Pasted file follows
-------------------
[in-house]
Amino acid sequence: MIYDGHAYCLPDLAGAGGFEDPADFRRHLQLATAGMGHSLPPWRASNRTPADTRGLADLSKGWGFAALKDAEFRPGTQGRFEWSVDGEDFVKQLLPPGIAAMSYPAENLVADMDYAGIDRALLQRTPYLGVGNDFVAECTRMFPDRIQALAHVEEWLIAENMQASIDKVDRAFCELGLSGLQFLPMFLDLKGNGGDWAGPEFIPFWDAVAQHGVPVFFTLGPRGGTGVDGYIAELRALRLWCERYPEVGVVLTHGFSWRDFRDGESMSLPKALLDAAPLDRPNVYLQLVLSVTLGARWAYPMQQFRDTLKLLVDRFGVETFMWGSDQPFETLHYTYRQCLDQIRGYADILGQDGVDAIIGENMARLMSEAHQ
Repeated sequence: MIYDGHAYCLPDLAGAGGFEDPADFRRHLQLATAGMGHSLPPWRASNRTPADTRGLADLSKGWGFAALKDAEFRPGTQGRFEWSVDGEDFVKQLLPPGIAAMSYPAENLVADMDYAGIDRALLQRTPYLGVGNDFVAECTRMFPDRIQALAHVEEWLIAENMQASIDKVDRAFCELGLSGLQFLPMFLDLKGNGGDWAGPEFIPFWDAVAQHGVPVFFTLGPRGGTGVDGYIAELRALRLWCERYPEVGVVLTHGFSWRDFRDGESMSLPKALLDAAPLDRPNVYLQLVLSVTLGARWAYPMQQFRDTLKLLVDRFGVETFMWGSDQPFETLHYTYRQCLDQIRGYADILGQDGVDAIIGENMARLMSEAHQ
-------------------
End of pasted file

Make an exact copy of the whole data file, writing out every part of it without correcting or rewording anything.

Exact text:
[in-house]
Amino acid sequence: MIYDGHAYCLPDLAGAGGFEDPADFRRHLQLATAGMGHSLPPWRASNRTPADTRGLADLSKGWGFAALKDAEFRPGTQGRFEWSVDGEDFVKQLLPPGIAAMSYPAENLVADMDYAGIDRALLQRTPYLGVGNDFVAECTRMFPDRIQALAHVEEWLIAENMQASIDKVDRAFCELGLSGLQFLPMFLDLKGNGGDWAGPEFIPFWDAVAQHGVPVFFTLGPRGGTGVDGYIAELRALRLWCERYPEVGVVLTHGFSWRDFRDGESMSLPKALLDAAPLDRPNVYLQLVLSVTLGARWAYPMQQFRDTLKLLVDRFGVETFMWGSDQPFETLHYTYRQCLDQIRGYADILGQDGVDAIIGENMARLMSEAHQ
Repeated sequence: MIYDGHAYCLPDLAGAGGFEDPADFRRHLQLATAGMGHSLPPWRASNRTPADTRGLADLSKGWGFAALKDAEFRPGTQGRFEWSVDGEDFVKQLLPPGIAAMSYPAENLVADMDYAGIDRALLQRTPYLGVGNDFVAECTRMFPDRIQALAHVEEWLIAENMQASIDKVDRAFCELGLSGLQFLPMFLDLKGNGGDWAGPEFIPFWDAVAQHGVPVFFTLGPRGGTGVDGYIAELRALRLWCERYPEVGVVLTHGFSWRDFRDGESMSLPKALLDAAPLDRPNVYLQLVLSVTLGARWAYPMQQFRDTLKLLVDRFGVETFMWGSDQPFETLHYTYRQCLDQIRGYADILGQDGVDAIIGENMARLMSEAHQ